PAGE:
SAN JOSE –- There is no single player on the Sharks’ roster under more pressure than Martin Jones, who will be expected to emerge as a true number one goalie for a team that may need to get back to the playoffs to prevent a front office housecleaning.
If he’s experiencing any extra butterflies because of that, it hasn’t shown –- not in his first preseason game on Tuesday, a 30-save shutout in Vancouver, and not to his teammates, either.
“He’s big, he’s calm, he’s collected,” Logan Couture said. “He makes it look almost effortless when he makes some of the saves. That’s kind of his personality, pretty easy going. Good start for him.”
Other than his talent between the pipes, Jones is known for being an even-keeled kind of guy. That allowed the undrafted 25-year-old to find success in the AHL, where he thrived for the Kings’ affiliate in Manchester, and it's carried over to the NHL, where he has a 1.99 goals-against average and .923 save percentage in 34 career games.
It’s also why there were no visible on-ice signs of nervousness on Tuesday in his first action with the Sharks as he gets set to begin his first season as the goalie that will almost certainly get the bulk of the playing time.
“Maybe that’s my personality, I’m not sure,” Jones replied, when asked if that has always been a strength of his.
“You try and look at the big picture. It’s one game, and you want to make sure we’re right there at the end of the season. When you look at the big picture, it’s easy to kind of keep an even keel and make sure you’re building towards that final goal.”
Jones was particularly good on the penalty kill on Tuesday, as nine of his 30 saves came while the Sharks were killing off six minor penalties. That was an area that the Sharks will have to clean up after finishing 25th in the NHL last season.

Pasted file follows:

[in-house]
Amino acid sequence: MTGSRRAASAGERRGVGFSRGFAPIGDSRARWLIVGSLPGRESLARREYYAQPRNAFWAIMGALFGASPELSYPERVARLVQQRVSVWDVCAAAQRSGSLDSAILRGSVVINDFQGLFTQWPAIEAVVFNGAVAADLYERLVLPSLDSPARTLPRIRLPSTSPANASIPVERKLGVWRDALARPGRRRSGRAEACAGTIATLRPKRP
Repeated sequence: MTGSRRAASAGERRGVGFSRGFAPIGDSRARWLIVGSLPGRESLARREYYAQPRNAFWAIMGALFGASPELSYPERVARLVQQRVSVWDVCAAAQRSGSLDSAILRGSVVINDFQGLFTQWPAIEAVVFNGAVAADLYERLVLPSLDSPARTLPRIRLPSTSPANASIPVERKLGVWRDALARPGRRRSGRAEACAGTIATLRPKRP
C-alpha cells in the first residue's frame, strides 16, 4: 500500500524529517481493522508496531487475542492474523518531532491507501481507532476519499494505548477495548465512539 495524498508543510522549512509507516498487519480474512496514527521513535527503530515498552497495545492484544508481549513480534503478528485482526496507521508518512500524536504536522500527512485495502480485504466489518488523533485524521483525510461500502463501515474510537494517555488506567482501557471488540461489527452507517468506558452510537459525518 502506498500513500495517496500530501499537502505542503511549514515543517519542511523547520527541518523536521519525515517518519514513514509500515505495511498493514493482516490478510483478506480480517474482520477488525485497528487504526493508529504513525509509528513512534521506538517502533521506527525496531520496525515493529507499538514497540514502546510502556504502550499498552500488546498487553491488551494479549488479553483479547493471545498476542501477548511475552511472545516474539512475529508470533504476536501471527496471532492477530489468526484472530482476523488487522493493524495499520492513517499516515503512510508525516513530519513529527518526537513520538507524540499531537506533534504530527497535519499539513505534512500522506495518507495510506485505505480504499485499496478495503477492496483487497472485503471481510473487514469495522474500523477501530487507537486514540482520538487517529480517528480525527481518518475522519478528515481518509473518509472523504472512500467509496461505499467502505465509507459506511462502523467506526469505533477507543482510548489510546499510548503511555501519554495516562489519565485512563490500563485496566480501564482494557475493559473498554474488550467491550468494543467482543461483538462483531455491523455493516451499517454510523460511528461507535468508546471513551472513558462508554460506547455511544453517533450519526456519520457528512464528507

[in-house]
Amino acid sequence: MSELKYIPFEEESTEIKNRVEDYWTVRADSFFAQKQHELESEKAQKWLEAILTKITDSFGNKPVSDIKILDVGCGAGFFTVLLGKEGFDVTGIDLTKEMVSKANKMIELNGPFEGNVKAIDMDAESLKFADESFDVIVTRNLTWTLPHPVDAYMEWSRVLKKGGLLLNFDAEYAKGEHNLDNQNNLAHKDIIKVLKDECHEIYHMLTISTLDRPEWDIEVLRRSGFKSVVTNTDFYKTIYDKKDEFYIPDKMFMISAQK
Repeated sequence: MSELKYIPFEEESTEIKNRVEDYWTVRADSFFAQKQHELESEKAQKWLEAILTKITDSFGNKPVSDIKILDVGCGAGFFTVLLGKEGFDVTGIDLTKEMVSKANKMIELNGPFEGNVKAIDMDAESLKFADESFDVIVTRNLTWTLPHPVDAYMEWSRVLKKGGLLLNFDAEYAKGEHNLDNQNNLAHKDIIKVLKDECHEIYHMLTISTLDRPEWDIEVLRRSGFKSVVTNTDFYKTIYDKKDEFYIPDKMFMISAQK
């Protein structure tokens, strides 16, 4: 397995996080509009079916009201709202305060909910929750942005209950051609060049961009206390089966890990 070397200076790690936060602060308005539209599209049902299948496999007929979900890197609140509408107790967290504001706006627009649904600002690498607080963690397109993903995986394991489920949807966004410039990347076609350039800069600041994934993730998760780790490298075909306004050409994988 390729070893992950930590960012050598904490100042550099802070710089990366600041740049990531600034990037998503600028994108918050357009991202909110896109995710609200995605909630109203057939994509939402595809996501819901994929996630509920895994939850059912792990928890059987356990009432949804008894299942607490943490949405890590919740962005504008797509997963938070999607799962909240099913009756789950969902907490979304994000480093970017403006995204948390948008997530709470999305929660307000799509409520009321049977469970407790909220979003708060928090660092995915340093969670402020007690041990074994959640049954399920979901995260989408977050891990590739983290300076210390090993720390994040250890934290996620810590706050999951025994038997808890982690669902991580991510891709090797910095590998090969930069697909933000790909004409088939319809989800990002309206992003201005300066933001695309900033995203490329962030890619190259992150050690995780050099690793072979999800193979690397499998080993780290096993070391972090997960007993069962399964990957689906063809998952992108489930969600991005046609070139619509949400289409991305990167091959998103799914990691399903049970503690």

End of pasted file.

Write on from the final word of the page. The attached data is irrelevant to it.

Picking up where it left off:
Along with Jones’ performance Peter DeBoer was particularly pleased with San Jose's special teams play in two games with the Canucks, especially Tuesday when both teams iced more veteran lineups.
“I think the story of [Tuesday’s] game was Jones was very good, and our special teams were good,” DeBoer said. “We killed off [six] power plays against a pretty good power play unit with the [Henrik and Daniel] Sedin unit.”
Jones said: “The penalty kill was really good. There wasn’t a lot of second opportunity chances. On the kill, we kept them to the outside, not a lot of seam stuff. When we do that, we’re going to have a good chance to be successful, and the penalty kill was great [Tuesday night].”
Last season, Antti Niemi’s shorthanded save percentage was .863, or 40th in the NHL among goalies that spent at least 60 minutes on the PK. Jones should be able to improve upon that number, but the players in front of him will have to be better, too.
Working more as a five-man unit that pressures the puck at the right time is vital.
“I think we’re going to try and pressure a lot more all over the ice,” Couture said. “Last year we got into trouble, we’d have one guy pressure and everybody else would be kind of sitting back. … When you’re killing a penalty it’s all about working as a unit, and the four guys need to work together.”
DeBoer said: "If you’re going to be aggressive you’re going to give up the odd opportunity, and you’ve got a get a big save at the right time. Right now all those pieces are working together, and the longer we can keep doing that the more confidence we’re going to play with in that area.”
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Alex Stalock is the only one of the four goalies still on the training camp roster that has yet to play, but he's expected to start against the Coyotes at SAP Center on Friday. According to DeBoer, the 28-year-old will "probably" play the whole game.